A new transport of public transport?
Beyond the technological advances making cars cleaner and safer, willingness to change our driving habits is a key factor in solving the mobility challenge.
To limit single occupancy car use, public transport authorities and operators have introduced a host of solutions for integrating cars into their shared mobility ecosystems. Carpooling and car-sharing services and on-demand services using shared vehicles are already proving viable around the world, especially for filling the first and last-mile gap in public transit systems. One American study estimates that if all motorists agreed to make shared vehicle trips, the number of vehicles on the road could be reduced by almost a third.
MaaS (Mobility as a Service) would boost efficiency by providing “unprecedented opportunities for integrated ticketing, real-time information and more,” according to a report by the Centre on Regulation in Europe (Cerre) in September 2019.
But limiting the number of vehicles isn’t the same as effectively deterring private car use. Convincing motorists to forego the comfort of their private vehicles requires further efforts. The same report states that the full development of MaaS and shared mobility will only become a reality and prompt a modal shift if “the rules for using the roads are oriented towards strong incentives for ride sharing” coupled with “real disincentives for the use of individual cars”, says Xavier Corouge, Managing Director of Europcar Mobility Group’s Urban Mobility Business Unit. In other words, we need to regulate. “Public transport authorities are uniquely qualified to promote the clear vision of mobility needed across an entire region so that cars can be integrated into a new mobility ecosystem,” adds Xavier Corouge. “They’re also best placed to coordinate everyone involved in managing the operational issues”.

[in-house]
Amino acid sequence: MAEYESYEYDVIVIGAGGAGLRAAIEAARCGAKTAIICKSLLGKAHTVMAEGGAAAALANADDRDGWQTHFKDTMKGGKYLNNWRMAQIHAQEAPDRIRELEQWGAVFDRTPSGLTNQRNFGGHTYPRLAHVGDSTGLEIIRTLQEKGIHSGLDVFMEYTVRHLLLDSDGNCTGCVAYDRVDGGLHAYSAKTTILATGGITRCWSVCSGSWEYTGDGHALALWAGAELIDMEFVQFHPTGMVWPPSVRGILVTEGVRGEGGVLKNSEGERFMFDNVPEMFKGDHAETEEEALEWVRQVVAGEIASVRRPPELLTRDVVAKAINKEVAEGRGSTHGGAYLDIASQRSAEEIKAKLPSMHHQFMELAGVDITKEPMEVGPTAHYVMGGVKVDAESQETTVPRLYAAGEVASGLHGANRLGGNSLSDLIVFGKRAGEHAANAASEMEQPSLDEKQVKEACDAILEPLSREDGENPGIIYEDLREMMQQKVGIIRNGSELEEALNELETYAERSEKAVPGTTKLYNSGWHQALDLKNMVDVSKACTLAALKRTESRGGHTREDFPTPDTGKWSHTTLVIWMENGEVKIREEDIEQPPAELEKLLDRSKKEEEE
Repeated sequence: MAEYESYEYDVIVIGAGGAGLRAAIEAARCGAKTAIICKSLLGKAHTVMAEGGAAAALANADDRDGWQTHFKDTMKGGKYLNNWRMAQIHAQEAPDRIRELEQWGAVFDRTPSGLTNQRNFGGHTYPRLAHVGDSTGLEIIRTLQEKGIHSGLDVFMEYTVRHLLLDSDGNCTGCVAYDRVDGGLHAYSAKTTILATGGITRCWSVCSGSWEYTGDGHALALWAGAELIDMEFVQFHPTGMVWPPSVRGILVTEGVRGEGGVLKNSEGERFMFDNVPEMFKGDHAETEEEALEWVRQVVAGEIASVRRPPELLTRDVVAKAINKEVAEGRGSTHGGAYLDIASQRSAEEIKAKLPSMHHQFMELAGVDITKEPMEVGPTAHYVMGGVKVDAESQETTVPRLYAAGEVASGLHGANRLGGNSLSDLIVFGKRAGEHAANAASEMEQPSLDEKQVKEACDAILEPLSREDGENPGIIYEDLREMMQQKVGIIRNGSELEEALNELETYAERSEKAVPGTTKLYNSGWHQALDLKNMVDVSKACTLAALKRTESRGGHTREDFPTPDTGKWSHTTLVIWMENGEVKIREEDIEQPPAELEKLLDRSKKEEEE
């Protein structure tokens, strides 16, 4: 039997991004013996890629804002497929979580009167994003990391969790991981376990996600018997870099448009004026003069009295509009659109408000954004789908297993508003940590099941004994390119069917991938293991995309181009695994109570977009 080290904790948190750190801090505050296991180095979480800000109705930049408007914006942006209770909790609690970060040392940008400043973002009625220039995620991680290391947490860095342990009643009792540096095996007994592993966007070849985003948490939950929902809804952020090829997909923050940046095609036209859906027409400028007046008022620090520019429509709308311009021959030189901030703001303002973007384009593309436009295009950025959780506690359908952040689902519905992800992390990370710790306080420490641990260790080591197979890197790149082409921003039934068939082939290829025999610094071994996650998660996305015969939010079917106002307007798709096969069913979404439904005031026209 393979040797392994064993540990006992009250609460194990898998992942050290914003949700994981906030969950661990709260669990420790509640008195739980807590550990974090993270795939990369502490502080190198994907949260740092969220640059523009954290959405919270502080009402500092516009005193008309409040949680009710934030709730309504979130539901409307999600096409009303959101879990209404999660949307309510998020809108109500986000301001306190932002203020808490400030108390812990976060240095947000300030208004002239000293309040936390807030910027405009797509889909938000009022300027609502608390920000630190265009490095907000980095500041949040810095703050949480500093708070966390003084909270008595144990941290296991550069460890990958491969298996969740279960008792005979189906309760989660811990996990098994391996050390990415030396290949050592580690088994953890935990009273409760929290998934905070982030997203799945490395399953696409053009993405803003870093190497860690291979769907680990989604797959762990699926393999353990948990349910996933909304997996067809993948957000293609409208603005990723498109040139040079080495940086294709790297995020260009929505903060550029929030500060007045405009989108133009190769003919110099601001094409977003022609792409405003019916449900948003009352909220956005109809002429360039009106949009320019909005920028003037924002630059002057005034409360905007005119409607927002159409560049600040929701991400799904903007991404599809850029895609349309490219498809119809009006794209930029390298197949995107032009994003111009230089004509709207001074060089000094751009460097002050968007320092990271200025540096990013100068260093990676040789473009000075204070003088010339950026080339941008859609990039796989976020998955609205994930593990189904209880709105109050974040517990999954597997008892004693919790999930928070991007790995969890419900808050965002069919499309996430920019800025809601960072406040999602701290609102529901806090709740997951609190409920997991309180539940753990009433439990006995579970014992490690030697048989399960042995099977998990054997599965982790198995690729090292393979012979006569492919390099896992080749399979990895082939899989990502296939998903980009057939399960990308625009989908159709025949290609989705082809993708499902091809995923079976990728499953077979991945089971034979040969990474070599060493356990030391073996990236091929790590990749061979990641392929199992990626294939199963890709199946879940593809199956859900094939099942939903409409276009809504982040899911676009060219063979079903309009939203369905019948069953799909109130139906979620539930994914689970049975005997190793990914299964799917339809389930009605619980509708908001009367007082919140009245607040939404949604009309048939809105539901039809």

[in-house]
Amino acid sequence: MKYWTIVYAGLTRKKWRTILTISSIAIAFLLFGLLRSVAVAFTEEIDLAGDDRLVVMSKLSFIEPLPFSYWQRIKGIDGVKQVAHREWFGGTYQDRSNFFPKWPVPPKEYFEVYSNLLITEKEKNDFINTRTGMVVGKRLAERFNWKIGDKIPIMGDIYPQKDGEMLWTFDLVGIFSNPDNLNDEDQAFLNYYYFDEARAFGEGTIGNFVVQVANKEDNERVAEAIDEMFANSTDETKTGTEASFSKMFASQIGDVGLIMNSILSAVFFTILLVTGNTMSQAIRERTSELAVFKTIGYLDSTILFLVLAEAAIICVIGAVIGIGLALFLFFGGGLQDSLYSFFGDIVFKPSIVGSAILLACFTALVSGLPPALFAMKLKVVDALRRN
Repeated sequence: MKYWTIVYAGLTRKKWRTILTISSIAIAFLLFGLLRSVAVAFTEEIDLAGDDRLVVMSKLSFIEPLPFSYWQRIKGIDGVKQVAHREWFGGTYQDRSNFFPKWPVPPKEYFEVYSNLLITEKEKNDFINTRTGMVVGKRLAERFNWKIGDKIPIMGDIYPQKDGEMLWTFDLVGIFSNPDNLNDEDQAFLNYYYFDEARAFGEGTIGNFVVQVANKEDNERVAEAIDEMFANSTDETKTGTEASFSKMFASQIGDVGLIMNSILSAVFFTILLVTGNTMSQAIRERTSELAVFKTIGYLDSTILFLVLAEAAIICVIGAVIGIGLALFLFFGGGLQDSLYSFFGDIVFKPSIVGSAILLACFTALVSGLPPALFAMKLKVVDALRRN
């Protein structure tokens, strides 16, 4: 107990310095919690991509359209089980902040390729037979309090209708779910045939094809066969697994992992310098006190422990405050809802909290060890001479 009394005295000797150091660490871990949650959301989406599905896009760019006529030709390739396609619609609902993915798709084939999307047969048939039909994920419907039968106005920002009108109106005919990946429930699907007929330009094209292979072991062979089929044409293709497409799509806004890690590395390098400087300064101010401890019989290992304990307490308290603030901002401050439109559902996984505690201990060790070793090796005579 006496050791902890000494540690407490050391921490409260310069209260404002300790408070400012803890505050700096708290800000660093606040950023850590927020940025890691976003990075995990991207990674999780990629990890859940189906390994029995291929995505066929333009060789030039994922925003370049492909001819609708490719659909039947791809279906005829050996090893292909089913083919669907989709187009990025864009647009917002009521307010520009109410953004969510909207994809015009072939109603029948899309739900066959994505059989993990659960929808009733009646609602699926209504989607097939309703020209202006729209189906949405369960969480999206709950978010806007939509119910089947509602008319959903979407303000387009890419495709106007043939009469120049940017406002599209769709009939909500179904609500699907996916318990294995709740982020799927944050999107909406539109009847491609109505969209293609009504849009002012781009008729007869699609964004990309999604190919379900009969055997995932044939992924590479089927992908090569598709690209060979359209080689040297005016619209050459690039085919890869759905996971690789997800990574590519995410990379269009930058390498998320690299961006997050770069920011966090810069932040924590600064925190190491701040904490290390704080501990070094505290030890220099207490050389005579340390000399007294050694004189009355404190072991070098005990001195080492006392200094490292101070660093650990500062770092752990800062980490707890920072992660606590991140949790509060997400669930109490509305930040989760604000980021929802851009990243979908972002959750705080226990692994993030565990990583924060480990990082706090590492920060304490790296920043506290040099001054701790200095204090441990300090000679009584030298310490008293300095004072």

Several major cities are already making the transition. Taking an incentive-based approach, the Montreal and Ottawa transport authorities have opened up bus and taxi lanes to carpoolers with at least three people aboard. Another solution is urban road tolls, or congestion charging – as in Singapore , London and soon New York . Oslo has taken an even tougher approach, banning cars from the city centre and removing parking spaces. In the Belgian and Slovenian capitals, the authorities have closed many of the main roads to motorised vehicles.
But none of these measures on its own is enough. They need to be part of a holistic approach to shared mobility, with a combination of suitably adapted municipal infrastructure, incentives for eco-friendly forms of mobility, introduction of restricted zones and development of high-performance digital platforms to promote MaaS as an efficient and sustainable mobility ecosystem.
Pending Elon Musk’s dream of underground tunnels carrying passengers in autonomous, ecologically friendly vehicles, we must start thinking about cars differently and change people’s behaviours through a combination of incentives and regulation.